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Preserving Frick Park, A Sight to Behold that Should be Saved

It started with Clay; then the soothing chirps of birds and the hum of bees that gave the gardens a voice. Next came the striking beauty of the sun creeping between trees, giving life to hundreds of species of birds. A mansion was born, then a park and a museum: The Frick Park. The significance of Frick Park dates to 1919 when the owner, Henry Clay Frick bequeathed the land to the city of Pittsburgh upon his death. His gift included 151 acres of land and later, more land was acquired, making it a total of 644 acres. This makes it the largest park in Pittsburgh. The park was opened to the public in 1927 after a long process of transformation. The magnificent Frick Park should therefore be preserved because its sentimentality runs deep, it is an important tool in teaching historical heritage and nature and most importantly, the tranquility and exquisite nature of the park is incomparable.

One reason Frick Park should be preserved is that the sentimentality associated with Frick park runs too deep to be destroyed. The park was a gift to the city by Henry Clay at the request of his daughter, Helen Clay Frick. It is said that an apple does not fall far from the tree, and so Helen’s love for art became evident at an early age. She became an art collector, and her passion led her to establishing the Frick Art Reference Library. Furthermore, Frick Park holds the memory of a family, a symbol of love, a gift of love. The museum, for instance, showcases a range of personal collections of fine art, painting and furniture of the Clayton’s family. Lastly, it is the largest historical regional park in Pittsburgh. The one-of-a-kind park runs for 644 acres through valleys, woodlands while hosting a diversity of wildlife like birds and squirrels. Some critics ask what is the point of using money to restore an ancient site? What they fail to realize is that preserving historic sites like Frick park maintains the intrinsic value of a city and this uniqueness attracts tourists who in turn bring in revenue.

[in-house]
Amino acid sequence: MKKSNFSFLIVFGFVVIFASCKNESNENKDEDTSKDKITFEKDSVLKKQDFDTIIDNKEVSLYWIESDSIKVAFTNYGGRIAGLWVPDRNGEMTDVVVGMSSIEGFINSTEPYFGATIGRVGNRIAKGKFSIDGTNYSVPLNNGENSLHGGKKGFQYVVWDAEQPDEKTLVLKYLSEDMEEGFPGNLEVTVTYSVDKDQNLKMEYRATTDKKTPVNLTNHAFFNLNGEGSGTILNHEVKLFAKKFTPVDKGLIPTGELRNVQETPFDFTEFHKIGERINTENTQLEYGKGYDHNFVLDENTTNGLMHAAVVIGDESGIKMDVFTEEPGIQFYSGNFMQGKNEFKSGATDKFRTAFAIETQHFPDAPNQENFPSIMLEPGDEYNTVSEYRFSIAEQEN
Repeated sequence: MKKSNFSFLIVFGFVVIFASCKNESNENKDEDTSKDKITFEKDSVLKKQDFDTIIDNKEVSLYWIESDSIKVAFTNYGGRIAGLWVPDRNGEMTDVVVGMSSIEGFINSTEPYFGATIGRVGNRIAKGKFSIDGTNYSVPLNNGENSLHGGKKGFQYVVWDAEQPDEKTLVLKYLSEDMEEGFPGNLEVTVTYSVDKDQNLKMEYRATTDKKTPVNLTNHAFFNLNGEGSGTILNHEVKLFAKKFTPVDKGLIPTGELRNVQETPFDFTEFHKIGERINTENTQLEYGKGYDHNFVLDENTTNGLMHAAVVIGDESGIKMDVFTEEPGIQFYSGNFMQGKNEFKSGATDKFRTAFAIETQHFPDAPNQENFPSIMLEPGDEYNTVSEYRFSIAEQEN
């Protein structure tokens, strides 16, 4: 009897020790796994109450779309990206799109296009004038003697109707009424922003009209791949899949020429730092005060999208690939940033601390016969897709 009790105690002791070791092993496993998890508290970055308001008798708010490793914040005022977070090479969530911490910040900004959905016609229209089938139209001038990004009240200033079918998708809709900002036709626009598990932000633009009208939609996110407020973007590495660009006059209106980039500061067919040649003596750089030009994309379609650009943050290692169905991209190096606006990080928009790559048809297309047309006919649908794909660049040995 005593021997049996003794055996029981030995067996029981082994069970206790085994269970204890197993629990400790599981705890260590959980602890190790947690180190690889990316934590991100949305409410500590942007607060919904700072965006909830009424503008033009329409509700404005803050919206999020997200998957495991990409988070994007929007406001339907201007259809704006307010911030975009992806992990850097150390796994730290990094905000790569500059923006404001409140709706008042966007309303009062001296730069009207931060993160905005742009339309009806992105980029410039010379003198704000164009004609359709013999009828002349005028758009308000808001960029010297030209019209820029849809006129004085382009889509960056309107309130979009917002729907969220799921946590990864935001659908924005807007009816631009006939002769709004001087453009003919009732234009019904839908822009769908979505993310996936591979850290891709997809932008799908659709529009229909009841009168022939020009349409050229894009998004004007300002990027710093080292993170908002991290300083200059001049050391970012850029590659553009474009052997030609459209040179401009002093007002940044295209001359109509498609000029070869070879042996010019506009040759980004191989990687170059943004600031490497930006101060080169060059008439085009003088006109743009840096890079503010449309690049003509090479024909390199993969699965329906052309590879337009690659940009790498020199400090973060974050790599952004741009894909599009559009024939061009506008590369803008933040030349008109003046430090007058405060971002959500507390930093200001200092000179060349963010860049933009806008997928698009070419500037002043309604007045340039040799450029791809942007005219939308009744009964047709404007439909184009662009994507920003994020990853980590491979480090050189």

Another very important reason is that Frick Park is an important tool in teaching historic heritage and nature. The Frick Park Museum has outstanding examples of fine and decorative art from the early Renaissance period. This includes French art of the 18th century. One fine portrait is called “Mrs Peacock” that was painted by Raimundo de Madrazo y Garreta in New York in 1902. Madrazo was a renowned artist who was known for his confident strokes, especially in painting potraits of women. In 1902, one critic said, “The portraits of Señor de Madrazo are moving breathing thing[s]—the eyes sparkle, the pose is always seemingly relaxing, never stiff and ungraceful.” Secondly, this is a home to an estimated hundred species of birds that students can learn about. Some of them include; Flickers, Hawks, Sparrows, Kinglet, and Carolina Chickadees, that often line up on powerlines. Thirdly, Frick Park is dominated by extensive trails that run through wooded slopes, valley slopes, creeks and a river pass through it. This is a habitat for native plants and animals. It is true indeed that this park oozes life.

However, the most compelling reason why Frick Park should be preserved is that the tranquility and exquisite nature of the park is incomparable to any in the region. To begin with, the park is an ideal escape from the noise of the city. It is located on the East End of Pittsburgh and has extensive trails for activities such as cycling. On the contrary, critics say that contemporary buildings are more appealing than old ones and are more expensive to renovate. However, historic preservation is a key factor in urban planning because it enables cities to retain their historic buildings. It maintains the city’s culture and complexity. In addition, it is the utopia on earth for bird enthusiasts. Bird lovers can visit and marvel at the various birds in the vicinity. Lastly, it has the only public lawn bowling green in Pennsylvania and has courts for other games such as tennis. Lawn bowling green is a unique kind of bowling done in a ‘perfect’ grass, where a bigger ball is rolled towards a smaller one.

In a nutshell, Frick Park is the home of art, history and nature that should be held dearly. From the historic Clayton’s mansion, to the Frick Art Museum, car and carriage expedition and the scenic landscape Frick park should be retained for future generations. At the end of the day your feet should be dirty, your hair messy and your eyes sparkling; an experience you only get in a park.


inaturalist. (2019, 2 28). Retrieved from Checklist of Birds of Frick Park :

the frick pittsburgh. (2019, 2 28). Retrieved from Meet Raimundo de Madrazo:

thoughtco. (2019, 2 28). Retrieved from An Overview of Historic Preservation :

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